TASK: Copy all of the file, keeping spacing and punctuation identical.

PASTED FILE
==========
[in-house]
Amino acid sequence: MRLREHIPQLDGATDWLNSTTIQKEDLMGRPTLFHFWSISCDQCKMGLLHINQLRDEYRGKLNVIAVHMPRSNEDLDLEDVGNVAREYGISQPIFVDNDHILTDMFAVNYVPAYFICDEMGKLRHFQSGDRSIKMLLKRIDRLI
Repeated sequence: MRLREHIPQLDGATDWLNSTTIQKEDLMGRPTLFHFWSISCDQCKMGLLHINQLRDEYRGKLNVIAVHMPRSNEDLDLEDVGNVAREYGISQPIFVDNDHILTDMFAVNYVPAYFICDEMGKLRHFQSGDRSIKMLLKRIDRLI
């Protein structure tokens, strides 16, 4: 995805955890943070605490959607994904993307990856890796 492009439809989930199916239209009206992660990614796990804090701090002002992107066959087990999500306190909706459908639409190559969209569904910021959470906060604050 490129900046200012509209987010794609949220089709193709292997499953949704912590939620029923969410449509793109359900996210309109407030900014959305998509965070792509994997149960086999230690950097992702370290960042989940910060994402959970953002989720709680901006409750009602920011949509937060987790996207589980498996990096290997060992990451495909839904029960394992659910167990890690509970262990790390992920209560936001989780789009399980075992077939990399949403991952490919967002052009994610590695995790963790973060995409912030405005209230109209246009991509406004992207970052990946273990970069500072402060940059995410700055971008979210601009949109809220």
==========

[in-house]
Amino acid sequence: MRLREHIPQLDGATDWLNSTTIQKEDLMGRPTLFHFWSISCDQCKMGLLHINQLRDEYRGKLNVIAVHMPRSNEDLDLEDVGNVAREYGISQPIFVDNDHILTDMFAVNYVPAYFICDEMGKLRHFQSGDRSIKMLLKRIDRLI
Repeated sequence: MRLREHIPQLDGATDWLNSTTIQKEDLMGRPTLFHFWSISCDQCKMGLLHINQLRDEYRGKLNVIAVHMPRSNEDLDLEDVGNVAREYGISQPIFVDNDHILTDMFAVNYVPAYFICDEMGKLRHFQSGDRSIKMLLKRIDRLI
């Protein structure tokens, strides 16, 4: 995805955890943070605490959607994904993307990856890796 492009439809989930199916239209009206992660990614796990804090701090002002992107066959087990999500306190909706459908639409190559969209569904910021959470906060604050 490129900046200012509209987010794609949220089709193709292997499953949704912590939620029923969410449509793109359900996210309109407030900014959305998509965070792509994997149960086999230690950097992702370290960042989940910060994402959970953002989720709680901006409750009602920011949509937060987790996207589980498996990096290997060992990451495909839904029960394992659910167990890690509970262990790390992920209560936001989780789009399980075992077939990399949403991952490919967002052009994610590695995790963790973060995409912030405005209230109209246009991509406004992207970052990946273990970069500072402060940059995410700055971008979210601009949109809220």